Answer: I get involved in a lot of cases like this, and I can tell you that there is no clear answer. Since your insurance company is offering you a settlement that you feel is low, I have to assume that you have conventional insurance (actual cash value) as opposed to classic car insurance (agreed or stated value) on the vehicle. Unfortunately, as you’re learning now, with a conventional policy a value is determined at the time of the loss. Even worse is the fact that the value is determined by the insurance company. However, you don’t have to agree to this value. You can challenge their valuation, and oftentimes you’ll be successful. How successful you’ll be depends on several factors, not the least of which is who your insurance carrier is. Some companies are very receptive to claims of your type and others will simply reject your pleas and wait for you to take them to court.
Any claim on your part should begin by rejecting the insurance company’s offer. In almost all cases, if you accept their offer, it will be with the agreement that you not pursue any further claims. Next, get a valid appraisal of your car in its “pre-loss” condition. If you’re paying close attention, you should be thinking “How the heck am I going to get my car appraised if it’s already destroyed?” Not to worry. Qualified appraisers will know how to do this, and insurance companies will understand this limitation. Present this appraisal along with any pre-loss photos and documentation that would support your claim as to the cars value. The insurance company does not have to accept your claim. Sometimes they do, sometimes they don’t, and sometimes they meet you in the middle. Their only responsibility is to pay you the cars actual cash value once it has been determined.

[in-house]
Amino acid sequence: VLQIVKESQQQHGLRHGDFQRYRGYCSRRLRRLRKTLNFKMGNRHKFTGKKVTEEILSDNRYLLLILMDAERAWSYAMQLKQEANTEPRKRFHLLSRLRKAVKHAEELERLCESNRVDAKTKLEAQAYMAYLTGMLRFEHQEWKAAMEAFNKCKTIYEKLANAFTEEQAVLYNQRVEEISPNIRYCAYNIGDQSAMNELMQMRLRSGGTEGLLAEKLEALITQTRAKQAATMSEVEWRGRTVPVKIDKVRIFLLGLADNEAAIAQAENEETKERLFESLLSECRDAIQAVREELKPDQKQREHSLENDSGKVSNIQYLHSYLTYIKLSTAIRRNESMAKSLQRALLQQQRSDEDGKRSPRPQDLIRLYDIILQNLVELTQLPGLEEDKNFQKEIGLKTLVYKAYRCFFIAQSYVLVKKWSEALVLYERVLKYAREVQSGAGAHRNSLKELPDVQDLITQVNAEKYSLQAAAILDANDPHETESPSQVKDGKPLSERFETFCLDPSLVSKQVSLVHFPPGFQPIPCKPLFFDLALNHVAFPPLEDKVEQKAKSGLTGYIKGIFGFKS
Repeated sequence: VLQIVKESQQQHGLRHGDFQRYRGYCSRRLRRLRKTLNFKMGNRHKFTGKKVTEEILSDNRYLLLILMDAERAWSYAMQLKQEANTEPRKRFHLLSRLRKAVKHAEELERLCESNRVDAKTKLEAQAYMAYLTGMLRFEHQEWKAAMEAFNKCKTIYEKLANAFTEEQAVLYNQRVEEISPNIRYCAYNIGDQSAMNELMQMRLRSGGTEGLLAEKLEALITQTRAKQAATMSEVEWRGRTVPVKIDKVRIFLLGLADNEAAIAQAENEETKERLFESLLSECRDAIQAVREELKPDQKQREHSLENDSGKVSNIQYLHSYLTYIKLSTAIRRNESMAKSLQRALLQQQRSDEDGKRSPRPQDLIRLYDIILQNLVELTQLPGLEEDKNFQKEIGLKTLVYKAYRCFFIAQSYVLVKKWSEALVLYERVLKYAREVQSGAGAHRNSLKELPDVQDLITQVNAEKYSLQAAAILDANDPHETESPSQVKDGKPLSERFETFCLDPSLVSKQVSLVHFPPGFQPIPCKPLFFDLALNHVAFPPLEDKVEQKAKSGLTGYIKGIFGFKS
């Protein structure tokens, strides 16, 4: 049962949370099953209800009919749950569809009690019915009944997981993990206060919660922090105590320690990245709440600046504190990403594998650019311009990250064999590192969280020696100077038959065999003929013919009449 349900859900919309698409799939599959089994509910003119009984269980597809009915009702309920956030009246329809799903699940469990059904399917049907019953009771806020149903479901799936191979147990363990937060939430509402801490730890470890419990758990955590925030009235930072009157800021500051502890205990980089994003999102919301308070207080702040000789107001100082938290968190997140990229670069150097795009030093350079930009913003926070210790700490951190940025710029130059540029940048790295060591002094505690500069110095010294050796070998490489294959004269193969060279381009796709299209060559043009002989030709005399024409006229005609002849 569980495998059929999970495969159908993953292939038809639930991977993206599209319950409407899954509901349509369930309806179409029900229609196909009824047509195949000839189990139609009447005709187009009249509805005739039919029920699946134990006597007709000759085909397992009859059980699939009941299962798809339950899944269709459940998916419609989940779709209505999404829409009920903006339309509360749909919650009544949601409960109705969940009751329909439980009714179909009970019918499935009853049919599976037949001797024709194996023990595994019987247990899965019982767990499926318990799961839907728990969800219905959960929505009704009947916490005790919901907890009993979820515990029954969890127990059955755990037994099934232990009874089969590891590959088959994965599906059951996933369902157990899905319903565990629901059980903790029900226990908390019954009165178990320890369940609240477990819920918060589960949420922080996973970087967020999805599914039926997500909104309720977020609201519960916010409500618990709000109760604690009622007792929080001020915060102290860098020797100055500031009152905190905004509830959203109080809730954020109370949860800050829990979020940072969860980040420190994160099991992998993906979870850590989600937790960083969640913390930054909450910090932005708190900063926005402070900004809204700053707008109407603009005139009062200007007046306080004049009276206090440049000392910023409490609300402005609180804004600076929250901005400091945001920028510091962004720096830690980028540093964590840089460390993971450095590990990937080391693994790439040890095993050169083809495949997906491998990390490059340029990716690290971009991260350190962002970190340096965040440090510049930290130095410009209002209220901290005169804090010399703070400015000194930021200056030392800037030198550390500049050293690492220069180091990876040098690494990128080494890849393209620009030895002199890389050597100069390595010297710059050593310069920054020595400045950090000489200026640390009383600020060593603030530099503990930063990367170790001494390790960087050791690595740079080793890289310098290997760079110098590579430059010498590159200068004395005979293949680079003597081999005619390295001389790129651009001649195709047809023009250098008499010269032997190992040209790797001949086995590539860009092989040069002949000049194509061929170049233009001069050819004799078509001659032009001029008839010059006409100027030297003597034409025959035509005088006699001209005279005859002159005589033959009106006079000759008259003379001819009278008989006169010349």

In the event that you can’t come to an agreement as to the cars value, you can sue the insurance company in civil court, and this might be advisable given the value of a 1955 Packard convertible. Unless you’re a lawyer, you’ll need to hire one; usually at considerable expense might I add. Even if you recover the entire amount that you are claiming, you will still have to pay the lawyer. The insurance companies are aware of this and some will use this to their advantage when determining how much they are willing to offer you. Keep in mind that even if you go to court, there is no guarantee that you will win the entire amount that you are claiming.
As one of my favorite TV judges is famous for saying; “This is where we do a little rough justice.” Only you can determine how much time, energy and expense you want to expend to collect as much as possible from your insurance company. You may have to settle for less in order to risk spending more.